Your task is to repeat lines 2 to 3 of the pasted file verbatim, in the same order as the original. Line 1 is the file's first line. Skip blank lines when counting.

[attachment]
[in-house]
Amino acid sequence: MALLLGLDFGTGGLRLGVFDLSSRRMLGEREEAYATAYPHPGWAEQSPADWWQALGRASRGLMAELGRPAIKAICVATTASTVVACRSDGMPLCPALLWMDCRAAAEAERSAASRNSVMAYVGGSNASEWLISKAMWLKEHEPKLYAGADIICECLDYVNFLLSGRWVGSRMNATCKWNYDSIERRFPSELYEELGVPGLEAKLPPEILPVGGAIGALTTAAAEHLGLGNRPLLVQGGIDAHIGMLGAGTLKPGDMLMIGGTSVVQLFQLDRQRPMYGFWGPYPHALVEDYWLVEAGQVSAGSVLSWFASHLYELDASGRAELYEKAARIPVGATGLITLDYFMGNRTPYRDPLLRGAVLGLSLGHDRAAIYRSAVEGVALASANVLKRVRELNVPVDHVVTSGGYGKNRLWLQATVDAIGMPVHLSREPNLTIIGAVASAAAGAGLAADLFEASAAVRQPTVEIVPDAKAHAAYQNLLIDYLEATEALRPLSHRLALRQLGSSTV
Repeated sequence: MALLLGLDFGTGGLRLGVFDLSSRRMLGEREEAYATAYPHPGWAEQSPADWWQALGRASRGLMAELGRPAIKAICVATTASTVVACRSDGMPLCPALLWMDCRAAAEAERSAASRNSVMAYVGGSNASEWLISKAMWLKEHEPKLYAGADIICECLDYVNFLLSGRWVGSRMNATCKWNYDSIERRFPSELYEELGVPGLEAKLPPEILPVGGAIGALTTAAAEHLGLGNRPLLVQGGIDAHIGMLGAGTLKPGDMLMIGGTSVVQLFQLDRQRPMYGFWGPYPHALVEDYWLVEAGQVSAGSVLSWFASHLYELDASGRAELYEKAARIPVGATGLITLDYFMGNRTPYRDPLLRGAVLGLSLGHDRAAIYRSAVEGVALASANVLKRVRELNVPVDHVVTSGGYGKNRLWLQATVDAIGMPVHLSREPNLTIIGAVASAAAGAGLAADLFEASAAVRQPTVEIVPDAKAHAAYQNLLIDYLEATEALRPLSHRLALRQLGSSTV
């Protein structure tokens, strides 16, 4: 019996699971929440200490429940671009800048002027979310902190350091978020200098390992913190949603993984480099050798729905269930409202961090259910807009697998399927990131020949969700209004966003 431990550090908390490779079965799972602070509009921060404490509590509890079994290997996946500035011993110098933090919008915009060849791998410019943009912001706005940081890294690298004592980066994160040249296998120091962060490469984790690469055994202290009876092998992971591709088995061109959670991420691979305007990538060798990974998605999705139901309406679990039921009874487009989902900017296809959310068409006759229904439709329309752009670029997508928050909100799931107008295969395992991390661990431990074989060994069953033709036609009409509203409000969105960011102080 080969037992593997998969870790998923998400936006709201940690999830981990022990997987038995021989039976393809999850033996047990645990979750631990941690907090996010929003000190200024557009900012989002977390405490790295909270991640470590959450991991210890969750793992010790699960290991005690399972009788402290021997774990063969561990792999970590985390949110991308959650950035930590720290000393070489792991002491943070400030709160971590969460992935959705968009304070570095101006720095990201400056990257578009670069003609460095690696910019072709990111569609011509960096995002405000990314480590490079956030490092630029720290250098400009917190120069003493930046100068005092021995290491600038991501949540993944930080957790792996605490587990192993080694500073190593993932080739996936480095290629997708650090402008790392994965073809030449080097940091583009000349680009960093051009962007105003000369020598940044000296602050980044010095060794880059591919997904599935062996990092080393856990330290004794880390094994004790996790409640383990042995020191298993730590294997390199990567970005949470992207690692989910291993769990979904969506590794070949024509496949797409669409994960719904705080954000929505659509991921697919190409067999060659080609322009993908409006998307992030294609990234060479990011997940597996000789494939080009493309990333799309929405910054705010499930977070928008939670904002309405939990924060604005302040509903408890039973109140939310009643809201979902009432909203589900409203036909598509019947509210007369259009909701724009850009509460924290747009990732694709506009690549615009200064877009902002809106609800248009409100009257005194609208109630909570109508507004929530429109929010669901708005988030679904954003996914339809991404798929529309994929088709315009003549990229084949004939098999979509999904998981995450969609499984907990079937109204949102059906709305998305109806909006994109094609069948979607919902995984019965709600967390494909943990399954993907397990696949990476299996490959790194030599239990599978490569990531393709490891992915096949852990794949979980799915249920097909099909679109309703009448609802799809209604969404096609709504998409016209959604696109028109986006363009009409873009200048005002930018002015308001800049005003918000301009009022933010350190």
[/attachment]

Amino acid sequence: MALLLGLDFGTGGLRLGVFDLSSRRMLGEREEAYATAYPHPGWAEQSPADWWQALGRASRGLMAELGRPAIKAICVATTASTVVACRSDGMPLCPALLWMDCRAAAEAERSAASRNSVMAYVGGSNASEWLISKAMWLKEHEPKLYAGADIICECLDYVNFLLSGRWVGSRMNATCKWNYDSIERRFPSELYEELGVPGLEAKLPPEILPVGGAIGALTTAAAEHLGLGNRPLLVQGGIDAHIGMLGAGTLKPGDMLMIGGTSVVQLFQLDRQRPMYGFWGPYPHALVEDYWLVEAGQVSAGSVLSWFASHLYELDASGRAELYEKAARIPVGATGLITLDYFMGNRTPYRDPLLRGAVLGLSLGHDRAAIYRSAVEGVALASANVLKRVRELNVPVDHVVTSGGYGKNRLWLQATVDAIGMPVHLSREPNLTIIGAVASAAAGAGLAADLFEASAAVRQPTVEIVPDAKAHAAYQNLLIDYLEATEALRPLSHRLALRQLGSSTV
Repeated sequence: MALLLGLDFGTGGLRLGVFDLSSRRMLGEREEAYATAYPHPGWAEQSPADWWQALGRASRGLMAELGRPAIKAICVATTASTVVACRSDGMPLCPALLWMDCRAAAEAERSAASRNSVMAYVGGSNASEWLISKAMWLKEHEPKLYAGADIICECLDYVNFLLSGRWVGSRMNATCKWNYDSIERRFPSELYEELGVPGLEAKLPPEILPVGGAIGALTTAAAEHLGLGNRPLLVQGGIDAHIGMLGAGTLKPGDMLMIGGTSVVQLFQLDRQRPMYGFWGPYPHALVEDYWLVEAGQVSAGSVLSWFASHLYELDASGRAELYEKAARIPVGATGLITLDYFMGNRTPYRDPLLRGAVLGLSLGHDRAAIYRSAVEGVALASANVLKRVRELNVPVDHVVTSGGYGKNRLWLQATVDAIGMPVHLSREPNLTIIGAVASAAAGAGLAADLFEASAAVRQPTVEIVPDAKAHAAYQNLLIDYLEATEALRPLSHRLALRQLGSSTV